Shoulder Dislocations /Shoulder Instability
The shoulder joint is stabilized by the shoulder labrum and capsule. The labrum is a cartilage-like ring surrounding the glenoid The capsule is a series of ligaments that connects the humerus to the glenoid. When the labrum and/or ligaments stretch or tear, the shoulder has a greater tendency to dislocate. This is known as instability, which can lead to greater and more painful shoulder conditions, especially dislocation and subluxation.
Immobilization of arm after first dislocation
The usual period of immobilization is about 3 to 4 weeks in young patients.In old age sling is enough. Earlier the immobilization was very rigidly followed for fear of recurrent dislocation. However, studies have shown that the possibility of recurrence is dependent on the age of the patient and not on the period of immobilization. In the age group 20-40 years the possibility of recurrent dislocation is about 60%.
Head (ball) of the joint repeatedly comes out of joint at some particular movements of the shoulder eg. on ladder, when swimming, during traveling in the bus in standing.Patient need surgery to stabilize the shoulder joint ( arthroscopic bankart's repair)
Special X rays and MRI with the contrast needed most of the time to confirm the diagnosis.
A contrast MRI is performed by injecting a fluid called gadolinium into the shoulder; the gadolinium helps to differentiate tears of normal structures, including SLAP tears.
Surgery for shoulder recurrent shoulder dislocation
The new technique is arthroscopic shoulder stabilization using suture anchors(Arthroscopc bankart repair). This is done with either metallic or biodegradable suture anchors.
The operation involves reattachment and tightening of the torn labrum and ligaments of the shoulder (see pictures below). This is done with either metallic or biodegradable suture anchors with the help of arthroscopy.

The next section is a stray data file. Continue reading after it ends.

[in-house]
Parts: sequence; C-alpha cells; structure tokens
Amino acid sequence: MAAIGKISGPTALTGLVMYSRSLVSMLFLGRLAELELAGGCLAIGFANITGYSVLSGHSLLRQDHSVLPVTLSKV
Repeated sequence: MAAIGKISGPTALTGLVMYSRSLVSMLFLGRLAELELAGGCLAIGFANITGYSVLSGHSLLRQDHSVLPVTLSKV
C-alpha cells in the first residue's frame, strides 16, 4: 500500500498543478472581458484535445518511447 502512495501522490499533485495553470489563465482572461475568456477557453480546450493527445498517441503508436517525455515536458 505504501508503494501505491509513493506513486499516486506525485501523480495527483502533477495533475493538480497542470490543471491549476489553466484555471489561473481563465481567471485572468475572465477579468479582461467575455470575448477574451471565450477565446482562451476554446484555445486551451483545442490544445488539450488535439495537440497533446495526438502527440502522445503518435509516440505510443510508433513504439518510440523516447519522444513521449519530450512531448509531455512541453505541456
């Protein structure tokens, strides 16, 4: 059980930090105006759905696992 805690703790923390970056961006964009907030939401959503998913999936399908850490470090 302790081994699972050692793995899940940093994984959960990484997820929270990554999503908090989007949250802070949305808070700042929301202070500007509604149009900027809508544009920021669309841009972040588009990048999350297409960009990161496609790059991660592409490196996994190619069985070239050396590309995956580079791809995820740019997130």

The Latarjet operation, also known as the Latarjet-Bristow procedure, is a surgical procedure used to treat recurrent shoulder dislocations and shoulder instability, typically caused by bone loss or a fracture of the glenoid.
The surgery involves removal of a portion of coracoids process from the scapula along with the muscles attached to it, and fixing the coracoid process in front of glenoid. This placement of the coracoid acts as a bone block, and combined with the transferred muscles acting as a strut, prevents further dislocation of the joint. In other words, removing a piece of bone from one part of the shoulder, and transferring it to the front of shoulder socket. The transferred bone acts as a physical barrier preventing the shoulder joint from dislocation and the transferred muscles gives additional stability to the joint.
The latarjet surgery is ideal treatment suited for patients with shoulder instability, recurrent shoulder dislocations, shoulder subluxations and patients with bone defects in the glenoid cavity.